EL SEGUNDO, Calif. -- Jeremy Lin remains one of the most recognizable basketball players in the world, and he's joined perhaps the most popular global brand of any basketball team in the Los Angeles Lakers.
But it doesn't mean Lin is looking to use all that attention to replicate the same lightning-in-a-bottle situation he had when he burst onto the scene with the New York Knicks during the 2011-12 season.
"I'm not trying to relive that banner season," Lin said during his introductory news conference with the Lakers on Thursday. "I think that's been a big weight off my shoulders, and I think that's very important for me as a player. I'm not trying to recreate a 'Linsanity.' I'm not trying to be that phenomenon that happened in New York. I think I just want to be myself more than ever."
The player Lin is today in some respects is even better than the one who dropped a career-high 38 points on the Lakers at Madison Square Garden in February 2012. Even though Lin lost his starting point guard role with the Houston Rockets to Patrick Beverley last season, he still shot career bests from the field (44.6 percent), from 3-point range (35.8 percent) and from the free throw line (82.3 percent). He also limited his turnovers to just 2.5 per game after averaging 3.6 with the Knicks.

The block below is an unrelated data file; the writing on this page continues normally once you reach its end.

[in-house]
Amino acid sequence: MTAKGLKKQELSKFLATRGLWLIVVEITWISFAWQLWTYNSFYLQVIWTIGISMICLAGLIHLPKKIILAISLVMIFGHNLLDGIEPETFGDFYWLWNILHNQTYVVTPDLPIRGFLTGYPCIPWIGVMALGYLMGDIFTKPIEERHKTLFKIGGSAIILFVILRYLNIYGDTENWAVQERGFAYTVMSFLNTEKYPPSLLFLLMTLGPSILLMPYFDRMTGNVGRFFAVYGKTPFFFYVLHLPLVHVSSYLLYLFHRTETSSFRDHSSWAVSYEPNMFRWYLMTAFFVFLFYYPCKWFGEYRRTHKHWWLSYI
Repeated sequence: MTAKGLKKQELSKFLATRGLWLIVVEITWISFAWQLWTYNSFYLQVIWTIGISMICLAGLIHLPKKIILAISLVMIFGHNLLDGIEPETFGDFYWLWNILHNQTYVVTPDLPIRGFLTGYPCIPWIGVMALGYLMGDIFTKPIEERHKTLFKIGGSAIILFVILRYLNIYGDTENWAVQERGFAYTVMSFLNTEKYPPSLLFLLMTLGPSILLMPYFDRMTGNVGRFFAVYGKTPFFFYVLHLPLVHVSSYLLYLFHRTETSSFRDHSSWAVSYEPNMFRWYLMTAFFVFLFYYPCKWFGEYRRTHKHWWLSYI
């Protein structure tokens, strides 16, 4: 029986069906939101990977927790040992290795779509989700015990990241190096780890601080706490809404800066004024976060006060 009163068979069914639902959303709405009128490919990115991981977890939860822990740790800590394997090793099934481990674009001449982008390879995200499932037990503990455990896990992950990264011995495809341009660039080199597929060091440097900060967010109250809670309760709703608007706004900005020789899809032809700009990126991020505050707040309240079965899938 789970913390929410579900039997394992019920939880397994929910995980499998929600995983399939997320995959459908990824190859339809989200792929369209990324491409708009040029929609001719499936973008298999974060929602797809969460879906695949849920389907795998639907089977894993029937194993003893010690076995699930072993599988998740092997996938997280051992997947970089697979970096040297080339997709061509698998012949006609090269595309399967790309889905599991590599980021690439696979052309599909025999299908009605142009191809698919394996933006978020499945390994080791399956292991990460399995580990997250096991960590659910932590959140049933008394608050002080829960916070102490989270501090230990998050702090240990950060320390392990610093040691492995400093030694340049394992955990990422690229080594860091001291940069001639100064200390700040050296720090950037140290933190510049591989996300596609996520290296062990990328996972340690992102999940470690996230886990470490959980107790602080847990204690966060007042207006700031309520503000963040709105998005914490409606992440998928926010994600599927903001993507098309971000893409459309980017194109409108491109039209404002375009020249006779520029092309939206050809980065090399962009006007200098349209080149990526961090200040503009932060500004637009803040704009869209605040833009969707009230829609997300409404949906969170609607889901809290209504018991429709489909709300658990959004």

"I think from the minute that I stepped into Houston until now, I'm definitely a much more complete player, and I learned how to do a lot of things that maybe I never had to do before, which was learning how to play off the ball, cutting and really challenging myself with some of the weaknesses that I've had to try to improve on," Lin said.
The Lakers traded the rights to Sergei Lishchuk along with cash considerations to the Rockets in exchange for Lin, a future first-round pick and a 2015 second-round pick. They used their cap space to absorb Lin's $15 million expiring contract for next season (although only $8.3 million of that deal counts against the cap).
It wasn't the first time L.A. tried to bring in Lin.
The Lakers were in negotiations with his representatives to bring him to training camp on a partially guaranteed deal after Lin went undrafted out of Harvard and had a strong summer league showing. Lin, who was born in nearby Torrance, California, but spent his youth growing up in Palo Alto, California, chose to sign with the Golden State Warriors, who had made a similar offer to the Lakers', to be closer to home.
After the Warriors cut him midway through his first season in the league, the Lakers again attempted to acquire Lin, only to have their waiver bid beat out by Houston, which had a worse record at the time.
"The first thing I said to him when he sat down was, 'You know, three times is a charm,'" Lakers general manager Mitch Kupchak said, recalling the conversation he and Lin had when the point guard came in for his physical with the team.
Lin, 25, could step right in as the Lakers' starting point guard.